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Airman who died in 1952 crash coming home

Jun. 20, 2014 - 11:12AM   |  
In this June 25, 2012, photo, a Joint POW/MIA Accounting Command recovery team works at the site where C-124 aircraft wreckage was found on Colony Glacier, Alaska.
In this June 25, 2012, photo, a Joint POW/MIA Accounting Command recovery team works at the site where C-124 aircraft wreckage was found on Colony Glacier, Alaska. (Jamie Dobson/Army via The Associated Press)
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PITTSBURGH — After 62 years, an airman from Worthington is coming home.

The Department of Defense announced on Wednesday that it had recovered and identified the body of Air Force Staff Sgt. James Ray and 16 others who died in a C-124 Globemaster plane crash in Alaska on Nov. 22, 1952. A search continues for 35 other servicemen who were aboard the flight.

Ray’s only daughter, Jaime Ray Swift, never met her father, since his plane crashed three months before she was born. Though her family is from Worthington, Swift was born in Mobile, Ala., after her father went missing.

“I’m in total shock and disbelief,” Swift said on Wednesday from her home in Pensacola, Fla. “I just can’t believe they were able to find him after all these years.”

Ray, who was 36 when he died, had 13 siblings, including Richard Ray, 81, of Indiana. His brother said Ray went to school in a one-room schoolhouse in Worthington through the eighth grade, when he left to go work in a coal mine at age 13.

Eventually, he went on to learn to become a machinist in Pittsburgh and worked at the Cooper Bessemer Factory in Grove City, before being drafted into the Army Air Force in 1942.

In the Air Force, Ray worked in the Air Transport Command, which delivered cargo throughout Europe. After his first tour ended in 1947, Ray reenlisted and was stationed at the Brookley Air Force Base in Mobile, Ala., where he met his wife, Eva Hare Ray, his brother said.

Swift said she doesn’t know much about her father. She said her mother rarely spoke of him, since they had divorced shortly before he went missing.

“She was always just so sad because she was just so devastated by him going missing,” Swift said. “She never, ever, ever talked about him, and never remarried.”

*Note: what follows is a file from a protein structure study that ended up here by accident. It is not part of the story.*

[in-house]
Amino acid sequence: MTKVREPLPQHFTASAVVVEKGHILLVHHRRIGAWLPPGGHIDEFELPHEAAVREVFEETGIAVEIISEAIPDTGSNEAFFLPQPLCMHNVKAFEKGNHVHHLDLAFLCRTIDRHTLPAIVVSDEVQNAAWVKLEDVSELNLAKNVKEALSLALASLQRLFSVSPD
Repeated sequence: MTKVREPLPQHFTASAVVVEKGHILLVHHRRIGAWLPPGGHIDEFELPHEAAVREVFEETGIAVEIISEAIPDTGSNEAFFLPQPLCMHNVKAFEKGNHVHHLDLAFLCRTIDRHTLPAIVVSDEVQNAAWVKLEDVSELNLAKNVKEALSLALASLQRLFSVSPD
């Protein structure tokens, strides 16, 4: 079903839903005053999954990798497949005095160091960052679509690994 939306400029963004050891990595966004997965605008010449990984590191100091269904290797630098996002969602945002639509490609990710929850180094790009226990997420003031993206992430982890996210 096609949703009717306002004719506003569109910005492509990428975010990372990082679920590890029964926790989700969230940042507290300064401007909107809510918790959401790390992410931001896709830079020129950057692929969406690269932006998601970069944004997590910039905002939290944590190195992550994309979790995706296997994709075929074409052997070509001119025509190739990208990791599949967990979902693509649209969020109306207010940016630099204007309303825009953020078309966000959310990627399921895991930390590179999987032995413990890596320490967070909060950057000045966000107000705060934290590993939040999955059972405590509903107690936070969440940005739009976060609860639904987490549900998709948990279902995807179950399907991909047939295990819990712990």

The plane went down on Ray’s first trip to the Elmendorf Air Force Base in Anchorage.

“During that trip, he was going to look for living quarters for his wife and Jamie,” Richard said. “I’m just in shock they found him — I didn’t think I’d live long enough to see them bring my brother home.”

The family plans to bring Ray’s remains home for funeral services at Snyder-Crissman Funeral Home, Worthington. Burial will take place in a July 5 ceremony at the Worthington United Presbyterian Cemetery.

Ray died when his plane crashed on its way to Elmendorf Air Force Base. The search for the wreck was delayed in 1952 by bad weather and ultimately turned up none of the bodies of the dead servicemen on board.

The search for the missing plane picked up steam again in 2000, when Tampa Bay resident Tonja Anderson-Dell attempted to get a flag for her grandmother, Dorothy Anderson, in memory of her grandfather, Airman Isaac Anderson, who also died in the crash.

She wrote her congressmen and senators for information about the plane crash and recovery efforts and dedicated a large part of her life to finding her grandfather’s remains.

“I got a copy of the accident report and thought, if there’s enough time, energy and money, anything is feasible,” Anderson-Dell said from her home. “I believe you should never leave the fallen behind.”

The report said military officials flew over the site and were unable to find any evidence of the crash. She continued to pressure elected officials to keep looking for the plane, she said.

In June 2012, an Alaska National Guard Black Hawk helicopter spotted the plane’s wreckage during a training mission over the Colony Glacier near Mt. Gannett, and a recovery mission operation began. It took two years of DNA testing remains before the 17 servicemen were identified. Anderson-Dell’s grandfather was not among those found. Air Force First Lt. William L. Turner, who will be buried in Coudersport, was the only other airman from Pennsylvania whose body has been recovered.

Anderson-Dell said it’s a bittersweet moment knowing the 17 men will be going home, but 35 others remain missing.

“My grandfather is still missing, and maybe God made it this way so I’d continue my fight,” Anderson-Dell said. “I’m pretty sure not all of them will come home, but we have to keep on looking and fighting.”

Swift said that the news her father’s remains had been found was a surreal moment that she’ll never forget.

“I never thought I’d get closure, and now I don’t know I want it,” Swift said. “Growing up, even as an adult, I’d always believed I’d be walking down the street one day, and he’d just be there.

“Now I know he won’t be.”

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